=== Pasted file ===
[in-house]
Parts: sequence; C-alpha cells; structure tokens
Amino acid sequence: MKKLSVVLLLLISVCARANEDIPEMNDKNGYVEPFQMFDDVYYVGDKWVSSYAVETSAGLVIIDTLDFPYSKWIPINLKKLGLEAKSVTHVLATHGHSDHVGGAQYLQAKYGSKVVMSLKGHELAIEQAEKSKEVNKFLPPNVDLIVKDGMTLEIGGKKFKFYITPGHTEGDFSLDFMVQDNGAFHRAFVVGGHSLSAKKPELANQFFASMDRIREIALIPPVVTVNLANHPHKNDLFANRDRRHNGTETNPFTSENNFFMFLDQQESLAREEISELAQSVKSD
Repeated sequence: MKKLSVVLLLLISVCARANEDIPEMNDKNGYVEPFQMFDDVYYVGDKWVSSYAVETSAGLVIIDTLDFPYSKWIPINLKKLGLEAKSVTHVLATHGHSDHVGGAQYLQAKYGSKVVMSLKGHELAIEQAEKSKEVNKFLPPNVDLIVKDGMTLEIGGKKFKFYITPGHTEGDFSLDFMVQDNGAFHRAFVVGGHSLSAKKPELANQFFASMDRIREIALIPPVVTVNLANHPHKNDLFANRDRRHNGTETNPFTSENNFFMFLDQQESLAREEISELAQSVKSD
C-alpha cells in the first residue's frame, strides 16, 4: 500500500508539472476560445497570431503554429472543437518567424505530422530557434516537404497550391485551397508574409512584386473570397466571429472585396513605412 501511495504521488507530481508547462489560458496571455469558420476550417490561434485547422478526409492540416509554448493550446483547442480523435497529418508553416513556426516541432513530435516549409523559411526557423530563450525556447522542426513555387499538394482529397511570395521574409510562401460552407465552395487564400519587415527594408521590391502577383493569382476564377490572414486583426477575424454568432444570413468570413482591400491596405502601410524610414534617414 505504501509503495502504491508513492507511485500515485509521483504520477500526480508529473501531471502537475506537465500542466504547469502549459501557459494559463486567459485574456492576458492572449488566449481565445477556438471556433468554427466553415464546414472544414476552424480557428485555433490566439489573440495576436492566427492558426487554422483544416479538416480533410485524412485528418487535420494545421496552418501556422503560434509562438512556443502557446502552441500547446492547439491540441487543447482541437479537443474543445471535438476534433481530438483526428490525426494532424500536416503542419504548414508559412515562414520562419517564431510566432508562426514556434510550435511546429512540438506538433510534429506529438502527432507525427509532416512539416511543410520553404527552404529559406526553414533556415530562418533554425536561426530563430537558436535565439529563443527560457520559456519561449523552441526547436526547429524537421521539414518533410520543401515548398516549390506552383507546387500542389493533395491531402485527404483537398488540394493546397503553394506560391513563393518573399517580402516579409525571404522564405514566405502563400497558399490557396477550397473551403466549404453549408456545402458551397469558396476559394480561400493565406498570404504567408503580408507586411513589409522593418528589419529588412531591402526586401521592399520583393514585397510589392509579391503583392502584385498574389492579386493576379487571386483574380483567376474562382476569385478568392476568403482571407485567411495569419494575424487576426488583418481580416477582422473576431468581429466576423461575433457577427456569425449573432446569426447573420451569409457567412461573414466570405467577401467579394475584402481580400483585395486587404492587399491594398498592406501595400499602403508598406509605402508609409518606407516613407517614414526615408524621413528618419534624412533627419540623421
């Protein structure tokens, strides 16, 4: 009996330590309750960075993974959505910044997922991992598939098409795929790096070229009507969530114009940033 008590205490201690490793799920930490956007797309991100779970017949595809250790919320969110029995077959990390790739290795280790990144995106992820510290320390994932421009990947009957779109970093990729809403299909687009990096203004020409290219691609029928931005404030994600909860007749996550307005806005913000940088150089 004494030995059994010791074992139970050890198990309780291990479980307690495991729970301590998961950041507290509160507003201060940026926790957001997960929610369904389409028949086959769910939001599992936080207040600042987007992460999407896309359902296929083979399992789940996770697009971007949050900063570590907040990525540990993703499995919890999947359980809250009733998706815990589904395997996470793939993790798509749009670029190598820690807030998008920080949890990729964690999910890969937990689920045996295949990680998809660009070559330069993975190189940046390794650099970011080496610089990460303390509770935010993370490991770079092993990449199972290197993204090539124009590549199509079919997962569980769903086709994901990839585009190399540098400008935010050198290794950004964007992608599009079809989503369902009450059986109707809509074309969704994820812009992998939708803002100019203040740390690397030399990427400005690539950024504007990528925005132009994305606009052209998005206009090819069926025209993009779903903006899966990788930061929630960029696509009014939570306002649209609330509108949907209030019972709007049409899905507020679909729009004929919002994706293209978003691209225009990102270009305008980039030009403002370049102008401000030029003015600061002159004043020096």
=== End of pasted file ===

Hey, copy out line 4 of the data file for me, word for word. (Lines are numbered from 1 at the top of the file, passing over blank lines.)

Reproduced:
Repeated sequence: MKKLSVVLLLLISVCARANEDIPEMNDKNGYVEPFQMFDDVYYVGDKWVSSYAVETSAGLVIIDTLDFPYSKWIPINLKKLGLEAKSVTHVLATHGHSDHVGGAQYLQAKYGSKVVMSLKGHELAIEQAEKSKEVNKFLPPNVDLIVKDGMTLEIGGKKFKFYITPGHTEGDFSLDFMVQDNGAFHRAFVVGGHSLSAKKPELANQFFASMDRIREIALIPPVVTVNLANHPHKNDLFANRDRRHNGTETNPFTSENNFFMFLDQQESLAREEISELAQSVKSD